Bottom line: The Holy Spirit is the soul's most welcome guest: He enables us to pray and empowers us to act.
Today we commemorate the sending of the Holy Spirit. In the words of the Sequence, he is the "soul's most welcome guest." We know his presence by an inexplicable joy he communicates. But he also supports us in times of discouragement. He empowers us to continue on.
Fr. Tom Euteneuer, president of Human Life International, tells a beautiful story about the presence and power of the Holy Spirit: Once he was with a group of people praying in front of a Planned Parenthood abortion clinic. That day eleven young women passed by them on their way into the clinic. Not one of the girls accepted their offer of help - or even acknowledged them. Naturally, the people praying felt disappointed. Some even wondered why God did not listen to their prayers.
Well, about a year later Fr. Euteneuer was again with a small group, praying in front of the same clinic. A young woman approached them. She held a bundle in her arm. Lifting a blanket, she showed them a beautiful baby boy. She asked if they remembered her. The people said, "no." She went on to explain that she had passed by them about a year ago. After filling out the papers in the clinic, she took a seat in the waiting area. All of a sudden, tears filled her eyes and she began sobbing uncontrollably. Other girls also began to cry. It took some time, she said, for the staff to establish order. She left the clinic and decided to keep her baby. She believes some of the other girls made the same decision.
When we pray, the Holy Spirit prays within us. Any results depend on him - not on our virtue. I've joked about that with those who participate in our pro-life prayer vigil here at Holy Family. Since the summer of 2002, a small group of us has prayed almost every Friday morning before the Planned Parenthood clinic, eight blocks away for our church. "As far as I know," I told them, "we have not rescued any babies. But a few years ago, we did rescue a stray puppy."
We called him Fabian, the Planned Parenthood puppy, because he followed us to that abortion clinic on the Feast of St. Fabian. I cared for that puppy for several weeks until we located the owner. And I took him as a small sign that our prayers did go unanswered. I do know for a fact that our parish Birthright has helped many young women in crisis pregnancies - some who were abortion-minded when they came. That change of heart happens only as a result of many prayers.
In his wonderful book, Mary, Mother of the Son, Mark Shea has a short reflection on The Coming of the Holy Spirit. It is the third of the Glorious Mysteries of the rosary - and it follows the mystery of the Ascension. Citing the verse from Acts where St. Peter speaks about Jesus taking his place at the right hand of the Father and then pouring out the Holy Spirit, Mark says:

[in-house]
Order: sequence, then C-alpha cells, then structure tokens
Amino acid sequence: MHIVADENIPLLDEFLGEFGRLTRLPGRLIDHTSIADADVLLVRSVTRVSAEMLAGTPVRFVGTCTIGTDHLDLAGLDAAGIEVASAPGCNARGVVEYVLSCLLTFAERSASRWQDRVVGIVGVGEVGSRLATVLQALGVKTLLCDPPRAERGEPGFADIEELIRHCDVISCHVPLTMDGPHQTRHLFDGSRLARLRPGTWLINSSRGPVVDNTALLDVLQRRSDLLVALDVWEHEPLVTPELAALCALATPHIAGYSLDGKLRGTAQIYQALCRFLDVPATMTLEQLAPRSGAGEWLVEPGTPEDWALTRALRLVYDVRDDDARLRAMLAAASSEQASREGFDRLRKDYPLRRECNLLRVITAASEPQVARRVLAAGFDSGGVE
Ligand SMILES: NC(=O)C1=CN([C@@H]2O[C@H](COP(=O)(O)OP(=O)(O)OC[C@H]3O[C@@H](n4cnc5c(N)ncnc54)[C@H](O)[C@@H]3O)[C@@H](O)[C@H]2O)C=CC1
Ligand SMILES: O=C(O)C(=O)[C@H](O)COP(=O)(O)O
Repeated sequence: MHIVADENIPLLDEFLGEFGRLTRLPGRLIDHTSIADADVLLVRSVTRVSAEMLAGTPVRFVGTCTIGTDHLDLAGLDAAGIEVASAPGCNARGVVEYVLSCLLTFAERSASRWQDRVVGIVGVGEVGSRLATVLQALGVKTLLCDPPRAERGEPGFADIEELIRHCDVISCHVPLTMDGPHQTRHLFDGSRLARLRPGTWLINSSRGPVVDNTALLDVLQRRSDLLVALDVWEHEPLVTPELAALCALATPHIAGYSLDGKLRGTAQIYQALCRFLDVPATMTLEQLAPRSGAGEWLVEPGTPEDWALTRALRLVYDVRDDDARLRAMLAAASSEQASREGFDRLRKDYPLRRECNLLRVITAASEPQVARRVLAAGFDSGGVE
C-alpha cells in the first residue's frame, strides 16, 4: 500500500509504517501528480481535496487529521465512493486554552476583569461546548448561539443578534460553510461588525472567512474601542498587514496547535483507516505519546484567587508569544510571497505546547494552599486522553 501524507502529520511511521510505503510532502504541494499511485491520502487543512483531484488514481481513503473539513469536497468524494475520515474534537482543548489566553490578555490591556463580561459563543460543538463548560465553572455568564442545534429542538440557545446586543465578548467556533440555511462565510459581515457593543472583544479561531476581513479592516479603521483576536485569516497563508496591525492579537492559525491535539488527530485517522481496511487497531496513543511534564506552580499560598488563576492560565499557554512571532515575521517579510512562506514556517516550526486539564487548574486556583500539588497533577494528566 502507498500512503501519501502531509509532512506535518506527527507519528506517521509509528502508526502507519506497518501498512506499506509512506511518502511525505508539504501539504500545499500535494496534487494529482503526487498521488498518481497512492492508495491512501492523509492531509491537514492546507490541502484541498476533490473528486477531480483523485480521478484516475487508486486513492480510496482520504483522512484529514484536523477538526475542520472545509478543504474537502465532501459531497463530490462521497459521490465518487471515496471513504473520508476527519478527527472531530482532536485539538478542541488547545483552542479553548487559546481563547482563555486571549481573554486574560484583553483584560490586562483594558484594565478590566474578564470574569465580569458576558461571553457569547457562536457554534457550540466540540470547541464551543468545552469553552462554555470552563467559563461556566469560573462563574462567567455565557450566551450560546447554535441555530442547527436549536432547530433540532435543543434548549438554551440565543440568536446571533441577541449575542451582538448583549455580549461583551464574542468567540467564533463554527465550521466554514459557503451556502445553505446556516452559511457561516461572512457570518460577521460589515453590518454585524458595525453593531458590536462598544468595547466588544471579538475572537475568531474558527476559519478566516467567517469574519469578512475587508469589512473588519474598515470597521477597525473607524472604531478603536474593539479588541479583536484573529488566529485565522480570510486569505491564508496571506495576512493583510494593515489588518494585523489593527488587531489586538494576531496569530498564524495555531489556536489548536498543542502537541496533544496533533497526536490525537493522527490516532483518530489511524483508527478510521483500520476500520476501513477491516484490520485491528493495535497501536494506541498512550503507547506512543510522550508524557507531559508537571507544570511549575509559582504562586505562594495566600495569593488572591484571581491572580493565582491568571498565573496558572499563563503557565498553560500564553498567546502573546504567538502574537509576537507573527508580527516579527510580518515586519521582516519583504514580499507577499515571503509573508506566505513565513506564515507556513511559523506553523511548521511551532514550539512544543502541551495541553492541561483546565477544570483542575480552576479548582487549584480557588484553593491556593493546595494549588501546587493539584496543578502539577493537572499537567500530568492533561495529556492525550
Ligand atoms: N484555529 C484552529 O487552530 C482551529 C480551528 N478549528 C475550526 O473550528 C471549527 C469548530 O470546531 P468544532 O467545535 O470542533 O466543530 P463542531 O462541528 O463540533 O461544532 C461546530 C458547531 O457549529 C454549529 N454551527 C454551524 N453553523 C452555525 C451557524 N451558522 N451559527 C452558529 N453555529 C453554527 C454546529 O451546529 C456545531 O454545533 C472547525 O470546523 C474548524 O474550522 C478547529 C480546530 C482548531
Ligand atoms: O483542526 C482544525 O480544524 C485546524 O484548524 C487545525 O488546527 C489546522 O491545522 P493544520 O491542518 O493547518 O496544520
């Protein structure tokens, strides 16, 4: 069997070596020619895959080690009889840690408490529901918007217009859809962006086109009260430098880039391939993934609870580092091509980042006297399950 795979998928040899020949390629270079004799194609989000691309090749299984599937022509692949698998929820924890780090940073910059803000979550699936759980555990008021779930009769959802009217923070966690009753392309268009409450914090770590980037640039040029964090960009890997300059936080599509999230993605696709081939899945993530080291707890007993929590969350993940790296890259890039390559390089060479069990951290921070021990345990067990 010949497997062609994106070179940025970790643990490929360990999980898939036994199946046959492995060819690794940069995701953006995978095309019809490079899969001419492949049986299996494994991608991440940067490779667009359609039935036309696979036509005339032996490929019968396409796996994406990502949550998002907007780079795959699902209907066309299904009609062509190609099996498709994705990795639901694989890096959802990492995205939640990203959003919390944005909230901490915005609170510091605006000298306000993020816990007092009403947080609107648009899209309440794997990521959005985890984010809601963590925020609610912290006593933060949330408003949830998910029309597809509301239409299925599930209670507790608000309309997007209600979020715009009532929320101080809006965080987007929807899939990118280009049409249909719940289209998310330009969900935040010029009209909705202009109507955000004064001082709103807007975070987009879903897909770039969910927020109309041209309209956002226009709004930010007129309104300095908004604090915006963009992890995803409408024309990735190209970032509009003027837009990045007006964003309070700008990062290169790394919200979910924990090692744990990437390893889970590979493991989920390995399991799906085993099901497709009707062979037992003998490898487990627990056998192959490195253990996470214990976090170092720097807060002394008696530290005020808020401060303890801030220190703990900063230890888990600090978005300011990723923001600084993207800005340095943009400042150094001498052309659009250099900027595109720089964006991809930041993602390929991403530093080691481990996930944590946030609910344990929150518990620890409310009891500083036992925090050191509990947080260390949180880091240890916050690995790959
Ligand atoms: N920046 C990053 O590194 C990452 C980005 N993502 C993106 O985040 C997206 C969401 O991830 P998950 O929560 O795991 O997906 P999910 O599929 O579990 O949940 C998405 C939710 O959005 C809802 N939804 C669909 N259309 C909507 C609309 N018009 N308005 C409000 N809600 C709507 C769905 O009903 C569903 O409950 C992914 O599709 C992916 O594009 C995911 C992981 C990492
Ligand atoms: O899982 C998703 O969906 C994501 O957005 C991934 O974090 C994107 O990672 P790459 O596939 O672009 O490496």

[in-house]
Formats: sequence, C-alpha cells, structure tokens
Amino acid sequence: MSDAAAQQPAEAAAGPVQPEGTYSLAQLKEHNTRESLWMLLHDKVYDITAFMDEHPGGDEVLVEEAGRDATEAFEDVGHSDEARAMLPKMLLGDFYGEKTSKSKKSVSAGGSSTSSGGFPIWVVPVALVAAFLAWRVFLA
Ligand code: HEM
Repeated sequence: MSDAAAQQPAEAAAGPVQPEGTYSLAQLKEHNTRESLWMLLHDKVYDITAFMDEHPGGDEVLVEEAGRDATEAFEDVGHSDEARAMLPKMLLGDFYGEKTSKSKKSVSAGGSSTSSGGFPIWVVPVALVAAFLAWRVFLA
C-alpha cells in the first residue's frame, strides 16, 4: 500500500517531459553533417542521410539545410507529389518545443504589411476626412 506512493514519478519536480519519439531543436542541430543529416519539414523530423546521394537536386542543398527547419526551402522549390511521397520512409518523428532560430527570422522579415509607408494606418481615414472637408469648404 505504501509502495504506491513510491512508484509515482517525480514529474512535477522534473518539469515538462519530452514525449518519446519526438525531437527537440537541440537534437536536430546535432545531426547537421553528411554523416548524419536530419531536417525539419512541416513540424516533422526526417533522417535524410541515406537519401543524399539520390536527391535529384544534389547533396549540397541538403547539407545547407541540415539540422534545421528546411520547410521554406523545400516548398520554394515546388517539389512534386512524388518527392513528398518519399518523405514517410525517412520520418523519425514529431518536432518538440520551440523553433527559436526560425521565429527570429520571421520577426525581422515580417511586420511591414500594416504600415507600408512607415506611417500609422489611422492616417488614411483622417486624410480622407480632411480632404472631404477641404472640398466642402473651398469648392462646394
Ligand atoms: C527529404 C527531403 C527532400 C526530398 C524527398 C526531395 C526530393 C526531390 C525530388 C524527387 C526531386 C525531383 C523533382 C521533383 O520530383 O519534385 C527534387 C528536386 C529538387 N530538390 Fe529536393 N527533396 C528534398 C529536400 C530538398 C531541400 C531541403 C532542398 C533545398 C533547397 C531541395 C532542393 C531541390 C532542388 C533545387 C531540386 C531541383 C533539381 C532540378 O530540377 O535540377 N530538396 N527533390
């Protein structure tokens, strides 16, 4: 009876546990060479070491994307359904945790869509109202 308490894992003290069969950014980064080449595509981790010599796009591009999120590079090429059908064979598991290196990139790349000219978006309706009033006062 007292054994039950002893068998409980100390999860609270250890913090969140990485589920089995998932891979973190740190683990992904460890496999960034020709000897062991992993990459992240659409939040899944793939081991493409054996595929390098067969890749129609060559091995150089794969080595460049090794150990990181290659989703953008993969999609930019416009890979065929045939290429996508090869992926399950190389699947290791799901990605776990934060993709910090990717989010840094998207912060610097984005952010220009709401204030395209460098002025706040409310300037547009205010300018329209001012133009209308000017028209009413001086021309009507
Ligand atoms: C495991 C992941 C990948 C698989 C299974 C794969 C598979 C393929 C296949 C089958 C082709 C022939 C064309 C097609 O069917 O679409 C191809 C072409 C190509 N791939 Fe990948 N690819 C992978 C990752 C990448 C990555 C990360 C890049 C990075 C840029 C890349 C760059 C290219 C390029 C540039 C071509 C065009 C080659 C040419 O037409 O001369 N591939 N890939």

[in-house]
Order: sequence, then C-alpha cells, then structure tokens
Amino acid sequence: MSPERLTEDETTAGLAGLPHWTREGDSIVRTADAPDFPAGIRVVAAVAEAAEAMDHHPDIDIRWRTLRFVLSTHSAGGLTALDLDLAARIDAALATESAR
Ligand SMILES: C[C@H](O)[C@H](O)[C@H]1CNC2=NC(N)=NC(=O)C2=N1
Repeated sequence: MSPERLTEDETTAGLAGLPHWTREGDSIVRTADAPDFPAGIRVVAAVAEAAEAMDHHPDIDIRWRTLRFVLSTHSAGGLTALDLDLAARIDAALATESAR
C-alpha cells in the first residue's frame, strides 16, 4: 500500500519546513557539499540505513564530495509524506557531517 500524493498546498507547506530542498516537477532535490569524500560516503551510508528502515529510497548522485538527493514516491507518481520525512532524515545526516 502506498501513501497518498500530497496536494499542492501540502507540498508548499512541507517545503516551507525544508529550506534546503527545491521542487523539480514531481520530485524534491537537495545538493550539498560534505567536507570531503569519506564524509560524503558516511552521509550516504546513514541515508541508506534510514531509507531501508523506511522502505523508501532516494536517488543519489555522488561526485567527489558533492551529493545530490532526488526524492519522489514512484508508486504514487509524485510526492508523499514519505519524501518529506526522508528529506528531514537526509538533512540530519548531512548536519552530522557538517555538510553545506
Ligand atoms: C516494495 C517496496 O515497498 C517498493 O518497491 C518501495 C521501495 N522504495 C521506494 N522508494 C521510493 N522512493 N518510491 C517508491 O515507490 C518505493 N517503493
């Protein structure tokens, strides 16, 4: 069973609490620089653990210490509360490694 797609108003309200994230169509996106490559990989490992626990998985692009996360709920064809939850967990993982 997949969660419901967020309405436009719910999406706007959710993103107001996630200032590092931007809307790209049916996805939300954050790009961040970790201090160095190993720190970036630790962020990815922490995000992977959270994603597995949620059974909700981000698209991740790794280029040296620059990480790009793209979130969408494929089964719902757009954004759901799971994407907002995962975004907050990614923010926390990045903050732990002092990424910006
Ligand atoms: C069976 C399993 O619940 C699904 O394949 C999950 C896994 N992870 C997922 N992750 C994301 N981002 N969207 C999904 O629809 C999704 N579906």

"It is worth noting that the 'right hand' is the 'good hand' in antiquity. It's the hand that pours out blessings, the hand that holds the scepter, the hand that works, acts, fights. The hand is the locus of action. We do not theorize with our hands, we do things. Jesus, seated at the right hand of the Father, does things. And he empowers us to do things, too - by his Spirit."
Brothers and sisters, on this Pentecost Sunday, I invite to open your hearts to gift of the Holy Spirit. He is the soul's most welcome guest. He enables us to pray. The results depend on him - and he empowers us to act.
Intercessions for Pentecost Sunday (from Priests for Life)
From the Archives:
Seapadre Homilies: Cycle A, Cycle B, Cycle C
Bulletin (School Play, Operation for Marisol, Funeral of Esperanza Rich)
my bulletin column
SMV Bulletin (be patient - sometimes we have problems uploading)
Parish Picture Album
Are these homilies a help to you? Please consider making a donation to St. Mary of the Valley Parish
Footnote on World Civilization Course: There is a lot one could say about this high school textbook. It purports to be comprehensive, but it leaves a lot out. For example, its ample index does not have an entry for Mother Theresa or Pope John Paul II. Even from a secular point of view they are two people who had a deep and ongoing impact on our world. By way of contrast, the textbook did have a section on Betty Friedan! Subsequently I came across this quote from University of Wisconsin Professor Stanley Payne about the current state of history studies:
Major themes are replaced by comparatively minor considerations, which emphasize small groups, deviants and cultural oddities. Most studies are required to fit somewhere within the new sacred trinity of race, class and gender - the new "cultural Marxism." Research that does not conform to these criteria is increasingly eliminated from the universities, where hiring practices in the humanities and social science have become blatantly discriminatory. (from "Controversies over History in Contemporary Spain")